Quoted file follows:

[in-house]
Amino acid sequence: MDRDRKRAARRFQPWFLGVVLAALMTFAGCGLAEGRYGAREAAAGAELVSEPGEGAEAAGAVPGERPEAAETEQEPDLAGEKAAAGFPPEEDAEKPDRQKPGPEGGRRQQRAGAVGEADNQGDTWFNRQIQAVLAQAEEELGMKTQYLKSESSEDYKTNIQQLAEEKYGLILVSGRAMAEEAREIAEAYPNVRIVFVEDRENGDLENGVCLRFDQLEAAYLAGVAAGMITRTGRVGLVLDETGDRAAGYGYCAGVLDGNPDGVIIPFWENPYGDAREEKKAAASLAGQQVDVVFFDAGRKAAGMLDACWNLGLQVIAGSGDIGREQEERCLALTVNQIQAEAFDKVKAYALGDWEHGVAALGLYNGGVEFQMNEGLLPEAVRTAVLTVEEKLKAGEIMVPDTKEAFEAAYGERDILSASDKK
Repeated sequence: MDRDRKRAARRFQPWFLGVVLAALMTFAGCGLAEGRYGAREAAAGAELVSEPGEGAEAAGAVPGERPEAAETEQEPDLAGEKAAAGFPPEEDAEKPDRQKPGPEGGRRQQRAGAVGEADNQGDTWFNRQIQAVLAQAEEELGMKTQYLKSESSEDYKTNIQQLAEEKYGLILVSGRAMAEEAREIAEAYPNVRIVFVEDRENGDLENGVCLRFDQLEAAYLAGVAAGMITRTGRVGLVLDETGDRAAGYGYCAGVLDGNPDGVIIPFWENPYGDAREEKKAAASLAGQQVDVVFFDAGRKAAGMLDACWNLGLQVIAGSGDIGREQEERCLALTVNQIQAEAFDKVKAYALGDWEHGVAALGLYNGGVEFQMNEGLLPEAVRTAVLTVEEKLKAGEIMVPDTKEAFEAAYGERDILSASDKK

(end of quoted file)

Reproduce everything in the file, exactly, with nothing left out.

[in-house]
Amino acid sequence: MDRDRKRAARRFQPWFLGVVLAALMTFAGCGLAEGRYGAREAAAGAELVSEPGEGAEAAGAVPGERPEAAETEQEPDLAGEKAAAGFPPEEDAEKPDRQKPGPEGGRRQQRAGAVGEADNQGDTWFNRQIQAVLAQAEEELGMKTQYLKSESSEDYKTNIQQLAEEKYGLILVSGRAMAEEAREIAEAYPNVRIVFVEDRENGDLENGVCLRFDQLEAAYLAGVAAGMITRTGRVGLVLDETGDRAAGYGYCAGVLDGNPDGVIIPFWENPYGDAREEKKAAASLAGQQVDVVFFDAGRKAAGMLDACWNLGLQVIAGSGDIGREQEERCLALTVNQIQAEAFDKVKAYALGDWEHGVAALGLYNGGVEFQMNEGLLPEAVRTAVLTVEEKLKAGEIMVPDTKEAFEAAYGERDILSASDKK
Repeated sequence: MDRDRKRAARRFQPWFLGVVLAALMTFAGCGLAEGRYGAREAAAGAELVSEPGEGAEAAGAVPGERPEAAETEQEPDLAGEKAAAGFPPEEDAEKPDRQKPGPEGGRRQQRAGAVGEADNQGDTWFNRQIQAVLAQAEEELGMKTQYLKSESSEDYKTNIQQLAEEKYGLILVSGRAMAEEAREIAEAYPNVRIVFVEDRENGDLENGVCLRFDQLEAAYLAGVAAGMITRTGRVGLVLDETGDRAAGYGYCAGVLDGNPDGVIIPFWENPYGDAREEKKAAASLAGQQVDVVFFDAGRKAAGMLDACWNLGLQVIAGSGDIGREQEERCLALTVNQIQAEAFDKVKAYALGDWEHGVAALGLYNGGVEFQMNEGLLPEAVRTAVLTVEEKLKAGEIMVPDTKEAFEAAYGERDILSASDKK